Working Lives

The RAF radar operator (1945-1960)

Location: Norwich, Neatishead

Janet talks about her life, wartime rationing and working at RAF Neatishead as a radar operator in the 1950s.

I was born in North Norfolk and had three brothers and a sister. I was eight when the war started and I can remember rationing, I remember that I couldn’t have sugar in my tea; because my father worked he was allowed the sugar. Cornflakes came out at that time I think and if I had cornflakes and milk, I couldn’t have milk with my cup of tea.

We used to get a very small portion of butter, two ounces I think, but my mother always used to swap it with someone who wanted butter and we used to have margarine. So we had bread and margarine and bread and dripping for breakfast and sandwiches. I can remember having a plate of cauliflower with a knob of butter and vinegar on it.

Mother used to make a lot of stews, although with meat rationing we weren’t too short as the butcher had a pig farm so we would often get extra pork, and liver and stuff wasn’t rationed. Mother was limited money-wise too so we couldn’t buy extra anyway. We never went actually hungry, but never thought nothing of it if you couldn’t have something. Not like today where you have a choice of what you can eat. So that was different, times are different.

I went to school in Sprowston and after I left when I was 14 I went to work for the Norvic Shoe Company. I worked for the part with Kiltie’s shoes, they used to give people who had bought shoes a free birthday present. I arranged for those presents to be sent out.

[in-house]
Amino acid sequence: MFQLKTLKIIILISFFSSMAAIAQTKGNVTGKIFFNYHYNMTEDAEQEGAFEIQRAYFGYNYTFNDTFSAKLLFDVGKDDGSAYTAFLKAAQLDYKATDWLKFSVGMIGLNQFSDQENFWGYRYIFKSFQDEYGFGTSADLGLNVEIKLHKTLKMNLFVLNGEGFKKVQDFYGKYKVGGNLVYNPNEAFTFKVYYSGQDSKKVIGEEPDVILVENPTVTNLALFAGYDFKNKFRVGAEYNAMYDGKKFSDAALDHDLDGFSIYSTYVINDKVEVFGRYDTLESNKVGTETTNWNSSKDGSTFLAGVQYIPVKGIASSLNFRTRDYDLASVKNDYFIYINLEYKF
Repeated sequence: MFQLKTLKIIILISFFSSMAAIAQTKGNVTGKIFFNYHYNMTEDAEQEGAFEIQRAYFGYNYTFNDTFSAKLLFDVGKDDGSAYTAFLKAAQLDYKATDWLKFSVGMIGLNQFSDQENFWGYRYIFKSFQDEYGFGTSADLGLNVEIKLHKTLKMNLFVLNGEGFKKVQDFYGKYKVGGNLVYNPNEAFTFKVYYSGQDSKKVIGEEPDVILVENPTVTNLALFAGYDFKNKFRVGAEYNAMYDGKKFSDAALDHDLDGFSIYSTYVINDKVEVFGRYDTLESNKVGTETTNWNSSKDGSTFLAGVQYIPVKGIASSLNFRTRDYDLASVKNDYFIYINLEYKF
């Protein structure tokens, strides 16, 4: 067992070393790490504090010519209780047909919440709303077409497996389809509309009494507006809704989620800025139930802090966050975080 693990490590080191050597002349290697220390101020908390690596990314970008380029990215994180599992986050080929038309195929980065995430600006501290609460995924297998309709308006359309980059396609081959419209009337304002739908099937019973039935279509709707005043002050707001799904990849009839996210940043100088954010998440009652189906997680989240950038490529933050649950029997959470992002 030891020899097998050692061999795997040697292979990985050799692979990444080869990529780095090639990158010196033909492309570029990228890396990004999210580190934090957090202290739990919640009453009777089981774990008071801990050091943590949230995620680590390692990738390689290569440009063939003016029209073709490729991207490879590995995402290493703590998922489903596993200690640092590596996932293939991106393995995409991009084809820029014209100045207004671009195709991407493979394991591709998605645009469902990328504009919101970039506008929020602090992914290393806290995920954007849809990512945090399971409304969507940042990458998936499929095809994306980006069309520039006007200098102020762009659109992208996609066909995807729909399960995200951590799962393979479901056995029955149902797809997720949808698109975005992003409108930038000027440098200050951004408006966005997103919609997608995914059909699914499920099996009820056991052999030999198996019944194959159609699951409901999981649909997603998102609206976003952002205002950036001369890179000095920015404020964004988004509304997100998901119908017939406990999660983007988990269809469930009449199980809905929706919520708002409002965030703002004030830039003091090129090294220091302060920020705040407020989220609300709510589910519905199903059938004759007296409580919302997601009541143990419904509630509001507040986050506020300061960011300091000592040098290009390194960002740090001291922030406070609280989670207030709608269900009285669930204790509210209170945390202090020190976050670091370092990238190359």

I worked there until I was about 15 and then had several jobs, including working at British Road Services before I joined the RAF.

Joining the RAF

I got to 21 and my mother said that there weren’t room for me at home. When I was 13 she’d had twins and one was a girl and though I lived in a three-bedroom house my room was only a box room and they wanted it for my sister. And I was told that I would have to find somewhere else to live.

I couldn’t afford to go into lodgings or anything like that so as I belonged to the auxiliary air force I decided to join the RAF. The auxiliary air force was a sort of club where you could meet people, like the Territorial Army.

I went to Wilmslow to sign up and do my junior training, which took about three months I think. They sent rail passes and you just went on the railway, you didn’t have to take much with you, you lived in your RAF uniform and they supplied everything. When you arrived they sorted your size and just plonked you with a load of stuff and a kit bag.

I hadn’t left school with qualifications but you did have to have a reasonable amount of knowledge to be radar operator. They asked me what I wanted to do and I said, ‘Radar’. I had no idea what they were looking for in a person.

After training I then had to go and learn all about the chain radar and we went to different areas where they had the chain. I went down to the one they have done away with at Bawdsey.